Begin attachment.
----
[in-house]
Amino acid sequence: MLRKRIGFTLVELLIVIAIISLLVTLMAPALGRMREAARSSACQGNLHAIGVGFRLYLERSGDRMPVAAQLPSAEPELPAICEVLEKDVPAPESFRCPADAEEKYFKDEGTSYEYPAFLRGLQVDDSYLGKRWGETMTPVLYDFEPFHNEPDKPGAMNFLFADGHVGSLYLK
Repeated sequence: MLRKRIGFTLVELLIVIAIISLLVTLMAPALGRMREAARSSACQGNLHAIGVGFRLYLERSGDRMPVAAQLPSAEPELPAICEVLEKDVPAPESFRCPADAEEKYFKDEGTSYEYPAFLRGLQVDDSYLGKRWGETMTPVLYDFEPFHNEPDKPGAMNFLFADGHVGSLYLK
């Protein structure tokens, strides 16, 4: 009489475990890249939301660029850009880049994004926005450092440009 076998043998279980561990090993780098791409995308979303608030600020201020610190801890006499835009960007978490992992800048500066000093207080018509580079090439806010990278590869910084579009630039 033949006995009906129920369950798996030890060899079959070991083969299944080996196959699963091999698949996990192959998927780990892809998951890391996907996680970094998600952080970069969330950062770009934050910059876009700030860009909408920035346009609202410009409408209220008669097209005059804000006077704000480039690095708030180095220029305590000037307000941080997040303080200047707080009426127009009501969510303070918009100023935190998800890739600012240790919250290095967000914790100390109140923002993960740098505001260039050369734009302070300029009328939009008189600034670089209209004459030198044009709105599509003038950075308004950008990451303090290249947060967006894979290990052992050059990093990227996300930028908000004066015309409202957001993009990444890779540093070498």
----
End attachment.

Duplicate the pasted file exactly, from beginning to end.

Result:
[in-house]
Amino acid sequence: MLRKRIGFTLVELLIVIAIISLLVTLMAPALGRMREAARSSACQGNLHAIGVGFRLYLERSGDRMPVAAQLPSAEPELPAICEVLEKDVPAPESFRCPADAEEKYFKDEGTSYEYPAFLRGLQVDDSYLGKRWGETMTPVLYDFEPFHNEPDKPGAMNFLFADGHVGSLYLK
Repeated sequence: MLRKRIGFTLVELLIVIAIISLLVTLMAPALGRMREAARSSACQGNLHAIGVGFRLYLERSGDRMPVAAQLPSAEPELPAICEVLEKDVPAPESFRCPADAEEKYFKDEGTSYEYPAFLRGLQVDDSYLGKRWGETMTPVLYDFEPFHNEPDKPGAMNFLFADGHVGSLYLK
């Protein structure tokens, strides 16, 4: 009489475990890249939301660029850009880049994004926005450092440009 076998043998279980561990090993780098791409995308979303608030600020201020610190801890006499835009960007978490992992800048500066000093207080018509580079090439806010990278590869910084579009630039 033949006995009906129920369950798996030890060899079959070991083969299944080996196959699963091999698949996990192959998927780990892809998951890391996907996680970094998600952080970069969330950062770009934050910059876009700030860009909408920035346009609202410009409408209220008669097209005059804000006077704000480039690095708030180095220029305590000037307000941080997040303080200047707080009426127009009501969510303070918009100023935190998800890739600012240790919250290095967000914790100390109140923002993960740098505001260039050369734009302070300029009328939009008189600034670089209209004459030198044009709105599509003038950075308004950008990451303090290249947060967006894979290990052992050059990093990227996300930028908000004066015309409202957001993009990444890779540093070498």